"Now that Trump named special counsel, what the hell will the media talk about all day, actual news on the great economy maybe?" Mitchell, whom Trump has retweeted during his presidency, tweeted. He added, "A year from today, Democrats will curse the day they ever demanded a special counsel. They bluffed and Trump just called it."
Coulter's initial take was that those who "have most to worry about" as a result of Mueller's appointment were Democratic presidential nominee Hillary Clinton, former Attorney General Loretta Lynch, and former President Bill Clinton.
"Word to the wise for Democrats after Mueller" appointment: "Don't let" former Clinton campaign chairman John Podesta "beat you to the best criminal lawyer!" she tweeted.
Schlichter, responding to Trump's statement soon after Mueller's appointment that a special counsel "hurts our country terribly," said the comments were "not a hit on Mueller" but "a hit on the liberal lies that got us here."
The change in sentiment from a prominent wing of Trump's supporters indicates that, should the results of Mueller's investigation prove negative for the president, they will likely be quickly dismissed by some who have the ear of Trump's base.
The president himself has tweeted a number of times in the aftermath of Comey's hearing about the investigation, but has not made any comments about Mueller himself.
On Friday morning, Trump went after Comey for "so many false statements and lies," adding that his testimony had provided "total and complete vindication." On Sunday night, he retweeted a clip of Fox News pundit Geraldo Rivera saying that the "chances of" Trump's "impeachment went from 3% to 0% with Comey's testimony."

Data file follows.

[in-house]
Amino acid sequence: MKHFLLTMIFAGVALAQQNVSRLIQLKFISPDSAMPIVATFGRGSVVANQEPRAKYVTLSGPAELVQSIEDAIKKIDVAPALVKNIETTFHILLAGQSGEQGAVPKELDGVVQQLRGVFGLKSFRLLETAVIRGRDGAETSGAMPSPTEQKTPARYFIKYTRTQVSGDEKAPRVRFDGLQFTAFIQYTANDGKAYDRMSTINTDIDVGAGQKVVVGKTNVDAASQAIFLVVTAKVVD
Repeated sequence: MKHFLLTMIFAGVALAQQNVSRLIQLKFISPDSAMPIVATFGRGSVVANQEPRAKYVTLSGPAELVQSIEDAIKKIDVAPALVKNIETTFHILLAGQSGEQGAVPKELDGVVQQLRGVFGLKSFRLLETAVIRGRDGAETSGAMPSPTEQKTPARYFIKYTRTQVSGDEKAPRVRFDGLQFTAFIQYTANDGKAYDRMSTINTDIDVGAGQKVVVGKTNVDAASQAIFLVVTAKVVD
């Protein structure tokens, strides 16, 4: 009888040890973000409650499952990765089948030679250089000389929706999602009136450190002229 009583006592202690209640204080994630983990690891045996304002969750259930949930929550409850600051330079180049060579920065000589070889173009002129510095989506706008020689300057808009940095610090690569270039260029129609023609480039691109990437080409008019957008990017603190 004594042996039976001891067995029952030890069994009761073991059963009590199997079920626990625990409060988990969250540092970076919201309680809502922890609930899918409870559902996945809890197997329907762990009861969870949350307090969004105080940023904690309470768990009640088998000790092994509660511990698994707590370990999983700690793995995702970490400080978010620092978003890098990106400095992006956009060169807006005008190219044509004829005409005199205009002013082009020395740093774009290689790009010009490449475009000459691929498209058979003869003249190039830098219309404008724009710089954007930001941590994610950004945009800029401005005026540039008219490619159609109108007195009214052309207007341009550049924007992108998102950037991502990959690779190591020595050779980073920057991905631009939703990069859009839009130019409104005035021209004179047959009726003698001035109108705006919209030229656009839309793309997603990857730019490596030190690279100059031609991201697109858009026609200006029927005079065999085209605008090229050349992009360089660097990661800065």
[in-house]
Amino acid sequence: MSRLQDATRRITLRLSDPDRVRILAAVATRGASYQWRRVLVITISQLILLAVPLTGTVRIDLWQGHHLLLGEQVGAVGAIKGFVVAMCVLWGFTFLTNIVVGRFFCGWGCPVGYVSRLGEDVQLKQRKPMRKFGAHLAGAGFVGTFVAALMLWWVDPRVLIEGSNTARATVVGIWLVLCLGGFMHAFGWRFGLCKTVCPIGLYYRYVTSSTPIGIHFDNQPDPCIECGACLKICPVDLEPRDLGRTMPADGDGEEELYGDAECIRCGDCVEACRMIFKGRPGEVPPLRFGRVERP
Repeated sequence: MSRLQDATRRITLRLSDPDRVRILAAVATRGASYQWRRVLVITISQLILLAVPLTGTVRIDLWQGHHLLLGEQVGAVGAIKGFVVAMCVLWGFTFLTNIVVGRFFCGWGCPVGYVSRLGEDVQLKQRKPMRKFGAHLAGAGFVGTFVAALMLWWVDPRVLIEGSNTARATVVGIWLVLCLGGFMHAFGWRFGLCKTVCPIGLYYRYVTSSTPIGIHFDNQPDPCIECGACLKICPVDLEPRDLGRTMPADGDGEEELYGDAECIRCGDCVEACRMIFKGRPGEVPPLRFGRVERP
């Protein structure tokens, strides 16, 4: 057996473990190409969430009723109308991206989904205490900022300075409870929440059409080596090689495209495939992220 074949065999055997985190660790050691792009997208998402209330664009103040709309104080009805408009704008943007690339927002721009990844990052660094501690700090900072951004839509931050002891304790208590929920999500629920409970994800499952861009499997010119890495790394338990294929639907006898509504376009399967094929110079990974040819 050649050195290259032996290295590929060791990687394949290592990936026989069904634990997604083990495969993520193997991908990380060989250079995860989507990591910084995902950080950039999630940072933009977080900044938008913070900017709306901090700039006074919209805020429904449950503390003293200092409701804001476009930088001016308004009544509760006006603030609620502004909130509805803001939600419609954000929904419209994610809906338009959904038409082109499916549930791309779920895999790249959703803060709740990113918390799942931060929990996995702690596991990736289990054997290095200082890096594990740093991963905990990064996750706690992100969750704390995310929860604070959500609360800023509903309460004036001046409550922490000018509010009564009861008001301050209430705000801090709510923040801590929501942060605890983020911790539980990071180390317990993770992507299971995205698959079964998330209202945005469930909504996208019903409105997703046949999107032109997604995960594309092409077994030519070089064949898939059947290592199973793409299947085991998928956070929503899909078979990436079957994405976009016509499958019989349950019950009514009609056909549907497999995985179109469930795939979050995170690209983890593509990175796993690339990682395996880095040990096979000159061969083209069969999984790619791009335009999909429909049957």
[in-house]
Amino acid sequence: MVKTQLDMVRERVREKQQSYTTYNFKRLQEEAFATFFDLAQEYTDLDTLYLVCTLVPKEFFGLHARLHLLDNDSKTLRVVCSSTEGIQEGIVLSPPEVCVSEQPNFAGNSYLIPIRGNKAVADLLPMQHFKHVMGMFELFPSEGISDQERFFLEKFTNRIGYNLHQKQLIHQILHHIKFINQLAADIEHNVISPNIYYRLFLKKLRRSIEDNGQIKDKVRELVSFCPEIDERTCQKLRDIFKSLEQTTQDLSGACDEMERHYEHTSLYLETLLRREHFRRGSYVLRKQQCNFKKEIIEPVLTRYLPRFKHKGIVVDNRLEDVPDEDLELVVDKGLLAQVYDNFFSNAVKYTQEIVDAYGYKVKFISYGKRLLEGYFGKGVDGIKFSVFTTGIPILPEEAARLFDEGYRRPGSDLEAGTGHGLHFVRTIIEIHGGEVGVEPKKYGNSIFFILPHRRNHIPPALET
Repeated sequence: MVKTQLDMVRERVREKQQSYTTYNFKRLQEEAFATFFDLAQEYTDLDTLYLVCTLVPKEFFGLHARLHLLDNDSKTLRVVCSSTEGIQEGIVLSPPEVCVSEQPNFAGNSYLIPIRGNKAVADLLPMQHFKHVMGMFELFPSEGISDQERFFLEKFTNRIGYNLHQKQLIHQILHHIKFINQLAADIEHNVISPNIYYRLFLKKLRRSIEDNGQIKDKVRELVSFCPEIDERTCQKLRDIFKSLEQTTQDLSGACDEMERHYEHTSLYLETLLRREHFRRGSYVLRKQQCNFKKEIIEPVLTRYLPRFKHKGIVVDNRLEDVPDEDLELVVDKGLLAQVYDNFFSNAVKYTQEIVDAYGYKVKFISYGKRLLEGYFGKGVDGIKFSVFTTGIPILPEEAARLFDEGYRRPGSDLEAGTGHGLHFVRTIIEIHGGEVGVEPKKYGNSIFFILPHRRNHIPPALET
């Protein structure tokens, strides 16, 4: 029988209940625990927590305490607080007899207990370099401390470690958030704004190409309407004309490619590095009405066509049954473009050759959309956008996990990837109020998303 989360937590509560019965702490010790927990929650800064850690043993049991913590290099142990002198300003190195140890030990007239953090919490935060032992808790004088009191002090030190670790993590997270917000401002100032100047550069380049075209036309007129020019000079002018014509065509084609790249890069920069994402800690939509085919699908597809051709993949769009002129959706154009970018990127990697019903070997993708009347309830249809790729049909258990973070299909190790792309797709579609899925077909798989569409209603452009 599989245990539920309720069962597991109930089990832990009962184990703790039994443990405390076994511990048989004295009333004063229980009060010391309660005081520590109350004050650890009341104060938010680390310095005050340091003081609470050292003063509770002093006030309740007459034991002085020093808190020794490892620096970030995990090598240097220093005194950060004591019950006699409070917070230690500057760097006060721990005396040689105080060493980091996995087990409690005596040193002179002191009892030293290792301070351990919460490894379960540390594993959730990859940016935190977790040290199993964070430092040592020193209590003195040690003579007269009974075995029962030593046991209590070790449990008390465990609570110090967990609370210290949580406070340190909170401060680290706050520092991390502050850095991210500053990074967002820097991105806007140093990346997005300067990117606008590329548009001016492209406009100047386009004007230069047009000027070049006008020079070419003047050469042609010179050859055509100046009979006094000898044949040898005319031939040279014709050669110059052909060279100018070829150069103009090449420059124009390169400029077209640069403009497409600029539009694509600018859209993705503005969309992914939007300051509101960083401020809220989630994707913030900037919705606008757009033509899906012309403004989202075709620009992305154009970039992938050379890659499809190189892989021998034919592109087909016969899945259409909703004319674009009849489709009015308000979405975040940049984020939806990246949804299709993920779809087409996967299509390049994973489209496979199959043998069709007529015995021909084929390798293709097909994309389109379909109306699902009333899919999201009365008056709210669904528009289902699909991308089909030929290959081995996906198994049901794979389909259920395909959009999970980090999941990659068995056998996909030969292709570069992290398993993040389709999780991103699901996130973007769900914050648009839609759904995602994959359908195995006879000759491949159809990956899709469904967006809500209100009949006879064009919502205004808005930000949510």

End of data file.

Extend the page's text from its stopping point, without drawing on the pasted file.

During a Friday press conference at the White House alongside Romanian President Klaus Iohannis, Trump said he was "100%" willing to testify under oath to dispute claims Comey made before the Senate committee, adding he "would be glad" to tell Mueller "exactly what I just told you," but under oath.
In that Rose Garden press conference, Trump denied Comey's allegation that he said he "hoped" Comey would "let go" of an investigation into Flynn. Comey has said Trump asked him in a private meeting in February to end that probe.
Still, Trump added that if he had made those comments, there would be nothing wrong with it, "according to everybody that I read today."
Speaking on Sunday to ABC's George Stephanopoulos, Trump attorney Jay Sekulow, who is working on his outside legal team handling the Russia matter, refused to say whether Trump would pledge not to have his Justice Department fire Mueller.
"Look, the president of the United States, as we all know, is a unitary executive," Sekulow said on ABC’s "This Week." "But the president is going to seek the advice of his counsel and inside the government as well as outside. And I'm not going to speculate on what he will, or will not, do."
Although he said he couldn't "imagine" such a scenario would be necessary, he added "that, again, is an issue that the president with his advisers would discuss if there was a basis."